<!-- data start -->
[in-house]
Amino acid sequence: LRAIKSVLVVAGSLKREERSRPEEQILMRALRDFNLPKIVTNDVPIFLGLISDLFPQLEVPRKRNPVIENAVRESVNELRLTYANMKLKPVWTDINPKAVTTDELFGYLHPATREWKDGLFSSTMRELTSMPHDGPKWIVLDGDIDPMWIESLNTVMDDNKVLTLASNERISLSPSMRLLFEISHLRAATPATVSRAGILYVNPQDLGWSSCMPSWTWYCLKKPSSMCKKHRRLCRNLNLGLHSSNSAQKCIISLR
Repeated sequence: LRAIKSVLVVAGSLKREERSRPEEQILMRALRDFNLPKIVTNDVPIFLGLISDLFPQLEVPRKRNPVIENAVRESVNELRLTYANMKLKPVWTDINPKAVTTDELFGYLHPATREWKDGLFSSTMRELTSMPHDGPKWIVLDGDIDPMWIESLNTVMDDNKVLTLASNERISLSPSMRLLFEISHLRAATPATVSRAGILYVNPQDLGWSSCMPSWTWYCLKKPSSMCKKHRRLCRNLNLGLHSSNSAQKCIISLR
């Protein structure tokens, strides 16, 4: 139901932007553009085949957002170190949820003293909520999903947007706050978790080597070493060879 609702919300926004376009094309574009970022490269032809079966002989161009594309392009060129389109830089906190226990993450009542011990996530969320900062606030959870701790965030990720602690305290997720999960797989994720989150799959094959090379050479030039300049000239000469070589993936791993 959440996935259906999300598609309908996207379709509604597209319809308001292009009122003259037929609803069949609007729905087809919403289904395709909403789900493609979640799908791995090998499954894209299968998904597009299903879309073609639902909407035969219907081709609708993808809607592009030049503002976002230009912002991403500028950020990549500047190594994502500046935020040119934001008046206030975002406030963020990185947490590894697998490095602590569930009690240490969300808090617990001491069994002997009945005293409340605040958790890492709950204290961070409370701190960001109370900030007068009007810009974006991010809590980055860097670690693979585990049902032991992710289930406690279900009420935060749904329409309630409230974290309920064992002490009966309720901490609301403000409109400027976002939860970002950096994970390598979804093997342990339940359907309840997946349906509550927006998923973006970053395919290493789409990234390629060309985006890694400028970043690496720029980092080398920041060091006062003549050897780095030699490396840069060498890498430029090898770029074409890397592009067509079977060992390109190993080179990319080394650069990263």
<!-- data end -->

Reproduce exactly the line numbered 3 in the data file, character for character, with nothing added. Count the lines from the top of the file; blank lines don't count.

Repeated sequence: LRAIKSVLVVAGSLKREERSRPEEQILMRALRDFNLPKIVTNDVPIFLGLISDLFPQLEVPRKRNPVIENAVRESVNELRLTYANMKLKPVWTDINPKAVTTDELFGYLHPATREWKDGLFSSTMRELTSMPHDGPKWIVLDGDIDPMWIESLNTVMDDNKVLTLASNERISLSPSMRLLFEISHLRAATPATVSRAGILYVNPQDLGWSSCMPSWTWYCLKKPSSMCKKHRRLCRNLNLGLHSSNSAQKCIISLR